The FCHVs in Nepal provided multiple services to their communities in the aftermath of the earthquake, largely without any specific training or instruction. Proper preparation, in addition to improved collaboration with aid agencies, could increase the capacity of FCHVs to respond in the event of a future disaster. The information gained from this study of the FCHV experience in the Nepal earthquake could be used to inform risk reduction and emergency management policies for CHWs in various settings worldwide.
FredricksK, DinhH, KusiM, YogalC, KarmacharyaBM, BurkeTF, NelsonBD. Community Health Workers and Disasters: Lessons Learned from the 2015 Earthquake in Nepal. Prehosp Disaster Med. 2017;32(6):604–609.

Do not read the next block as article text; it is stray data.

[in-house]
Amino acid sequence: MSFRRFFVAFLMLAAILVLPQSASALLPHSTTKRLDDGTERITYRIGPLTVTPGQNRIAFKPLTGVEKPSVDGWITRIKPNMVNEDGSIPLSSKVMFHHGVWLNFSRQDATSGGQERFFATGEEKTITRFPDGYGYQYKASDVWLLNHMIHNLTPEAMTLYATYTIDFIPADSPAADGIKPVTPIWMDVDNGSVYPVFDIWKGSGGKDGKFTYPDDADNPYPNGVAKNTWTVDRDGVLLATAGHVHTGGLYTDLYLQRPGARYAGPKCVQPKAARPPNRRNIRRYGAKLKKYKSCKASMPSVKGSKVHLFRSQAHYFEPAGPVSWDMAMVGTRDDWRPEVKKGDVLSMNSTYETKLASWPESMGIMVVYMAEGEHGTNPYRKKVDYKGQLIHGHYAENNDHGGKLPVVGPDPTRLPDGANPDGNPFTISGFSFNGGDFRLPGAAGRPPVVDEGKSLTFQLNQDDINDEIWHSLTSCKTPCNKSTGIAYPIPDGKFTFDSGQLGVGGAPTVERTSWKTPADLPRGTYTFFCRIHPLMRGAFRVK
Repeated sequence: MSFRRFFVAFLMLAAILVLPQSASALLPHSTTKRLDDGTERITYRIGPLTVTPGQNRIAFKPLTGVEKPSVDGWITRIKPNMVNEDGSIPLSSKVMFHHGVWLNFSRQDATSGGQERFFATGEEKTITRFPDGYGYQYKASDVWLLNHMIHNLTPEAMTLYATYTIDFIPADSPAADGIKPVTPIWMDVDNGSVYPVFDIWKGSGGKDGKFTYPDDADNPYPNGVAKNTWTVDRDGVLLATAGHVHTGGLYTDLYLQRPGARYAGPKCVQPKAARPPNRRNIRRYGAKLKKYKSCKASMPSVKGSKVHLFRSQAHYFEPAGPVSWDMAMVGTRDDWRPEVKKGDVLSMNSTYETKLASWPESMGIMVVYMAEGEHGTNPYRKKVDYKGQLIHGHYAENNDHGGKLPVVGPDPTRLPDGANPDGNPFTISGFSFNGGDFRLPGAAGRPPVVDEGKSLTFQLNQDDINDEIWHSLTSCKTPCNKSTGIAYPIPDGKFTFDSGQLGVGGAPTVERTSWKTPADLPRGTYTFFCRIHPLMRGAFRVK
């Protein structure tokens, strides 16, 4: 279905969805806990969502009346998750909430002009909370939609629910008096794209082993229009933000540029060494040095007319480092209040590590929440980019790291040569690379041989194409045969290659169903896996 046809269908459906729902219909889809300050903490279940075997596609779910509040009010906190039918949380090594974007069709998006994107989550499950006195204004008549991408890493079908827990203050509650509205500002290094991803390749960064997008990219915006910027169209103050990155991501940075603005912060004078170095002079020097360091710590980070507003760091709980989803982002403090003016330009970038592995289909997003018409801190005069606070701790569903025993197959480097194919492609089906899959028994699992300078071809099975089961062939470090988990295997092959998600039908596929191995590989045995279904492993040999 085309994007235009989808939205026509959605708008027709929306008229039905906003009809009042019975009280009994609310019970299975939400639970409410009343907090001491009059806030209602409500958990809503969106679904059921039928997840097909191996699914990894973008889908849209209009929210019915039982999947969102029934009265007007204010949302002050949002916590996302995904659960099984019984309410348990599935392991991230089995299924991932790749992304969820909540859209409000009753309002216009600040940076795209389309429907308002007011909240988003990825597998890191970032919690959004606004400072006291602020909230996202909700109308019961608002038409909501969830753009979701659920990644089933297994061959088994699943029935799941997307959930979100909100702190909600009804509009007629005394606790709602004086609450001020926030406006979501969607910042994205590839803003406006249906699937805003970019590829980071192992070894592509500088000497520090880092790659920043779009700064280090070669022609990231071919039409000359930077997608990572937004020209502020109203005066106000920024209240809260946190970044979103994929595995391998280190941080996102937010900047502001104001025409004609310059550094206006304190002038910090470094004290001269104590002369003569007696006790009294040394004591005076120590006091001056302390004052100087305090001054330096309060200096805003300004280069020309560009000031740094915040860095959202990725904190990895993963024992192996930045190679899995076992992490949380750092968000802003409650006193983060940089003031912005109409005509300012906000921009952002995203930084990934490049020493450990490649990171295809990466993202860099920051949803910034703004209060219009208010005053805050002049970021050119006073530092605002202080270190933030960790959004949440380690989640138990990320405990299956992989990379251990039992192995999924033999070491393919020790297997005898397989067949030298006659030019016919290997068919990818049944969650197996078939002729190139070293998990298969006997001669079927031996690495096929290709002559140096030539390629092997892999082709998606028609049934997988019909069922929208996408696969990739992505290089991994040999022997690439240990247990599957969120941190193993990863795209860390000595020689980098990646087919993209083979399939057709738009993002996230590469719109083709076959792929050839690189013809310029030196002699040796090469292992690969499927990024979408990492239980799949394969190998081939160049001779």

The Dark Energy Survey is undertaking an observational programme imaging 1/4 of the southern hemisphere sky with unprecedented photometric accuracy. In the process of observing millions of faint stars and galaxies to constrain the parameters of the dark energy equation of state, the Dark Energy Survey will obtain pre-discovery images of the regions surrounding an estimated 100 gamma-ray bursts over 5 yr. Once gamma-ray bursts are detected by, e.g., the Swift satellite, the DES data will be extremely useful for follow-up observations by the transient astronomy community. We describe a recently-commissioned suite of software that listens continuously for automated notices of gamma-ray burst activity, collates information from archival DES data, and disseminates relevant data products back to the community in near-real-time. Of particular importance are the opportunities that non-public DES data provide for relative photometry of the optical counterparts of gamma-ray bursts, as well as for identifying key characteristics (e.g., photometric redshifts) of potential gamma-ray burst host galaxies. We provide the functional details of the DESAlert software, and its data products, and we show sample results from the application of DESAlert to numerous previously detected gamma-ray bursts, including the possible identification of several heretofore unknown gamma-ray burst hosts.